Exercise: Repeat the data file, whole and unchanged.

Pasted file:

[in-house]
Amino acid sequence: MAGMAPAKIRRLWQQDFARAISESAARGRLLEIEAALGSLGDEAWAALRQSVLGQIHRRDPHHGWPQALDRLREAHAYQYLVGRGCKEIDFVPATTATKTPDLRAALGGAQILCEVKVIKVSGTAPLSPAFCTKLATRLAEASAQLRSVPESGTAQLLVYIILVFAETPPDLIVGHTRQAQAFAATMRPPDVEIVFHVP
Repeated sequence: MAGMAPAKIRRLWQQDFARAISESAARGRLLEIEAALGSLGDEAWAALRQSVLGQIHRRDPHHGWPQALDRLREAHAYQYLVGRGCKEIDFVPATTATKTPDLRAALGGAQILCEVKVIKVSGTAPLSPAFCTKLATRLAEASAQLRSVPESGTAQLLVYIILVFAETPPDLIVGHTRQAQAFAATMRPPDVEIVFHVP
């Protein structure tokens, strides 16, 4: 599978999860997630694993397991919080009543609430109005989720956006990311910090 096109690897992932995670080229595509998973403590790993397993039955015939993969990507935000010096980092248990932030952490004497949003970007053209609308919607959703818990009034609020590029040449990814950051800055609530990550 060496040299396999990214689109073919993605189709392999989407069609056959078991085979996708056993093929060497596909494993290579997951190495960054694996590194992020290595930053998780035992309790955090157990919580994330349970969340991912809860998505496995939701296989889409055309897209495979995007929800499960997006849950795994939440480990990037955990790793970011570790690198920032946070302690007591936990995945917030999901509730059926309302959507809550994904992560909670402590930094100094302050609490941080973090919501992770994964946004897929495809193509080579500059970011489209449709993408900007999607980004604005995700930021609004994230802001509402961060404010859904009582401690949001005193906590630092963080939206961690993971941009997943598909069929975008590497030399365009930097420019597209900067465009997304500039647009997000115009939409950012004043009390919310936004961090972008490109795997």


[in-house]
Amino acid sequence: MAGMAPAKIRRLWQQDFARAISESAARGRLLEIEAALGSLGDEAWAALRQSVLGQIHRRDPHHGWPQALDRLREAHAYQYLVGRGCKEIDFVPATTATKTPDLRAALGGAQILCEVKVIKVSGTAPLSPAFCTKLATRLAEASAQLRSVPESGTAQLLVYIILVFAETPPDLIVGHTRQAQAFAATMRPPDVEIVFHVP
Repeated sequence: MAGMAPAKIRRLWQQDFARAISESAARGRLLEIEAALGSLGDEAWAALRQSVLGQIHRRDPHHGWPQALDRLREAHAYQYLVGRGCKEIDFVPATTATKTPDLRAALGGAQILCEVKVIKVSGTAPLSPAFCTKLATRLAEASAQLRSVPESGTAQLLVYIILVFAETPPDLIVGHTRQAQAFAATMRPPDVEIVFHVP
């Protein structure tokens, strides 16, 4: 599978999860997630694993397991919080009543609430109005989720956006990311910090 096109690897992932995670080229595509998973403590790993397993039955015939993969990507935000010096980092248990932030952490004497949003970007053209609308919607959703818990009034609020590029040449990814950051800055609530990550 060496040299396999990214689109073919993605189709392999989407069609056959078991085979996708056993093929060497596909494993290579997951190495960054694996590194992020290595930053998780035992309790955090157990919580994330349970969340991912809860998505496995939701296989889409055309897209495979995007929800499960997006849950795994939440480990990037955990790793970011570790690198920032946070302690007591936990995945917030999901509730059926309302959507809550994904992560909670402590930094100094302050609490941080973090919501992770994964946004897929495809193509080579500059970011489209449709993408900007999607980004604005995700930021609004994230802001509402961060404010859904009582401690949001005193906590630092963080939206961690993971941009997943598909069929975008590497030399365009930097420019597209900067465009997304500039647009997000115009939409950012004043009390919310936004961090972008490109795997």